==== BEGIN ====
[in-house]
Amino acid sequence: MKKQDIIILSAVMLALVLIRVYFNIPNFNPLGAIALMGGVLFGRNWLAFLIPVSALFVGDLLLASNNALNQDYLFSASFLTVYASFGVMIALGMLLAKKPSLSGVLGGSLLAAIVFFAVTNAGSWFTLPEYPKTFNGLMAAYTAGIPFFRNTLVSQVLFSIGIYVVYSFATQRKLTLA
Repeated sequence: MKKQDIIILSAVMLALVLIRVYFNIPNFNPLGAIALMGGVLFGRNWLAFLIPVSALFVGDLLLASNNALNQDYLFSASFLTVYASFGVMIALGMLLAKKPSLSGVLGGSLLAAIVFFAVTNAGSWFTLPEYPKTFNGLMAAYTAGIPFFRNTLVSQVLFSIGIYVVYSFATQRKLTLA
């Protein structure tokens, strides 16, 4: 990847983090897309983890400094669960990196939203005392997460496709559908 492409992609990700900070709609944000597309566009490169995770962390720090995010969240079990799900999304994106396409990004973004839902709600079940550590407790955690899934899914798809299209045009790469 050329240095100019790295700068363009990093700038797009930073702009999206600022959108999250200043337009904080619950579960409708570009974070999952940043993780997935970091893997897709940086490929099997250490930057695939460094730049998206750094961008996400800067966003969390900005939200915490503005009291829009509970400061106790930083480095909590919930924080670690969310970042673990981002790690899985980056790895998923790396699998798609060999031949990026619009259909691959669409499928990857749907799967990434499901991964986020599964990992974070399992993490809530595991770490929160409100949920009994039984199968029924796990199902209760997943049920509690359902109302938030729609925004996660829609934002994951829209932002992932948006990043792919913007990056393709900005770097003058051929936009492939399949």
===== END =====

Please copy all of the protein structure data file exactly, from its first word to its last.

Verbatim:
[in-house]
Amino acid sequence: MKKQDIIILSAVMLALVLIRVYFNIPNFNPLGAIALMGGVLFGRNWLAFLIPVSALFVGDLLLASNNALNQDYLFSASFLTVYASFGVMIALGMLLAKKPSLSGVLGGSLLAAIVFFAVTNAGSWFTLPEYPKTFNGLMAAYTAGIPFFRNTLVSQVLFSIGIYVVYSFATQRKLTLA
Repeated sequence: MKKQDIIILSAVMLALVLIRVYFNIPNFNPLGAIALMGGVLFGRNWLAFLIPVSALFVGDLLLASNNALNQDYLFSASFLTVYASFGVMIALGMLLAKKPSLSGVLGGSLLAAIVFFAVTNAGSWFTLPEYPKTFNGLMAAYTAGIPFFRNTLVSQVLFSIGIYVVYSFATQRKLTLA
């Protein structure tokens, strides 16, 4: 990847983090897309983890400094669960990196939203005392997460496709559908 492409992609990700900070709609944000597309566009490169995770962390720090995010969240079990799900999304994106396409990004973004839902709600079940550590407790955690899934899914798809299209045009790469 050329240095100019790295700068363009990093700038797009930073702009999206600022959108999250200043337009904080619950579960409708570009974070999952940043993780997935970091893997897709940086490929099997250490930057695939460094730049998206750094961008996400800067966003969390900005939200915490503005009291829009509970400061106790930083480095909590919930924080670690969310970042673990981002790690899985980056790895998923790396699998798609060999031949990026619009259909691959669409499928990857749907799967990434499901991964986020599964990992974070399992993490809530595991770490929160409100949920009994039984199968029924796990199902209760997943049920509690359902109302938030729609925004996660829609934002994951829209932002992932948006990043792919913007990056393709900005770097003058051929936009492939399949």